These are leaky days indeed, and not merely in rain-battered Chennai, from where I write. In fact, it has become more than clear that if there is information you think should remain strictly private, you can expect someone totally unrelated to you to go public with it. Sensitive details of one’s life and wealth are no longer private. They are stolen and peddled because there is a huge market for gossip and titillation. In a world that is becoming increasingly risky and combative, any stick is good enough to put the other man down. An aggressive press, nosy neighbours, hounds, sleuths and busybodies of various colours have all become such an inextricable part of our lives that there seems no point in resisting investigation—or, for that matter, inquisitiveness. In essence, we need to protect ourselves by making a large allowance for someone snooping on whatever we do each living day. Our computers and telephones are particularly vulnerable. Deviance from time-worn norms of behaviour can be expensive, and it is indeed expedient for you to be honest. Some cynics would say ethics is only incidental.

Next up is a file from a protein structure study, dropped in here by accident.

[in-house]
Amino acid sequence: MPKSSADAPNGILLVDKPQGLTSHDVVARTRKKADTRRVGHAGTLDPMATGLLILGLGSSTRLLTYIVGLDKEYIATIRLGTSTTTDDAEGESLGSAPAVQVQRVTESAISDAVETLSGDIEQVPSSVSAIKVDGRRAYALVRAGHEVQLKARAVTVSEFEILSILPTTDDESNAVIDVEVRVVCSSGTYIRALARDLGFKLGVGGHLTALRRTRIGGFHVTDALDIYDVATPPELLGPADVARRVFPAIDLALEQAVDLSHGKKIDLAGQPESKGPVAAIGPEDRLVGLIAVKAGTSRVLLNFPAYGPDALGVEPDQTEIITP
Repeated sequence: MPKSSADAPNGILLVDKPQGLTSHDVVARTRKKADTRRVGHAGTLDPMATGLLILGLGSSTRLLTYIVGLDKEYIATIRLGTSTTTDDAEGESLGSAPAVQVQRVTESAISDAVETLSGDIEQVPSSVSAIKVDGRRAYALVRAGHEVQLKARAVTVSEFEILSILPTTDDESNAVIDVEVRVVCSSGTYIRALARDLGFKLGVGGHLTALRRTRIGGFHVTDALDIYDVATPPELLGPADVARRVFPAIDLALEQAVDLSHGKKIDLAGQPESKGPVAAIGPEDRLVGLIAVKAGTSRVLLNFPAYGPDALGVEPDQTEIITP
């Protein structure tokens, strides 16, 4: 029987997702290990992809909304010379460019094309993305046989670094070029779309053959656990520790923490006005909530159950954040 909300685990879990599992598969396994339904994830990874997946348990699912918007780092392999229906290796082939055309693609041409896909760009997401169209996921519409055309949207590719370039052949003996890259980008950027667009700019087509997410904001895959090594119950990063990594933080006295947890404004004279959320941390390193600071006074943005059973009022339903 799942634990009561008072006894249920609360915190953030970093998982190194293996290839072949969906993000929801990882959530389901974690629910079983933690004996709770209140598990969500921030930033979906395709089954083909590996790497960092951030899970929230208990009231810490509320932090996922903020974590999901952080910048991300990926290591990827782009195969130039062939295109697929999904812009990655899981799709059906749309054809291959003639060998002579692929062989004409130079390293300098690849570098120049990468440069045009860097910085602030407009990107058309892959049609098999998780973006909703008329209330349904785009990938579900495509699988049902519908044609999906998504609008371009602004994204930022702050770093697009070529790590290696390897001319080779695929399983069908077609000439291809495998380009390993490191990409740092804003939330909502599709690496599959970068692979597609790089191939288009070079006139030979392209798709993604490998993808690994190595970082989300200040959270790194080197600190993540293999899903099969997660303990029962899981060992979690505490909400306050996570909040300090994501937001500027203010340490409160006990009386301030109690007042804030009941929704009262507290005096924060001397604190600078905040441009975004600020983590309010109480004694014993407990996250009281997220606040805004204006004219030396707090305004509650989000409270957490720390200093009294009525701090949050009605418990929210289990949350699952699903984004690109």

This was not the case when I started my public life some four decades ago. It was a sedate ambience in which life was hardly exciting and certainly predictable. Not that there was no dishonesty. There was more than a measure of it, but it was modest in dimensions and innovativeness, if you apply the standards of the scams of our times. The losses caused to the exchequer by Haridas Mundhra in the late 1950s and by Harshad Mehta in the post-reforms ’90s now appear to be peanuts. Opportunities to breach the norms were also limited in those days, and you were content with what you had. Air-conditioners and refrigerators were the rich man’s preserve; the iPad and iPod were never within the realms of imagination of even the most inventive. In essence, life was unexciting, simple and uncomplicated. There was also every incentive to submit yourself to the Ten Commandments, because it enhanced your status in the community, which no longer is the case. As one wag put it, if you have not been raided even once by the income-tax department or the CBI, you are of absolutely no consequence at all.